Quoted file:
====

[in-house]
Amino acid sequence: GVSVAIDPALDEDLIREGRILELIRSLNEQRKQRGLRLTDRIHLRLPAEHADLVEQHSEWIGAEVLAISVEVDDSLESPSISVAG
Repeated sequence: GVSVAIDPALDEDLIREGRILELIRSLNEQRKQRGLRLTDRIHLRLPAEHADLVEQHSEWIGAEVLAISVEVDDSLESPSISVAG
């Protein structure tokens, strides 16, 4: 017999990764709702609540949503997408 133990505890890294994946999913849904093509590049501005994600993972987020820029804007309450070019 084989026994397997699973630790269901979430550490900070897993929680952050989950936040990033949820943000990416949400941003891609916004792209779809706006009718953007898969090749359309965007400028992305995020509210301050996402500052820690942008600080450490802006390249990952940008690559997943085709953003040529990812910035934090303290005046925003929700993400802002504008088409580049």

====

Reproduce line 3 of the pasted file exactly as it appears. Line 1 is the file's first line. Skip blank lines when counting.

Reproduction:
Repeated sequence: GVSVAIDPALDEDLIREGRILELIRSLNEQRKQRGLRLTDRIHLRLPAEHADLVEQHSEWIGAEVLAISVEVDDSLESPSISVAG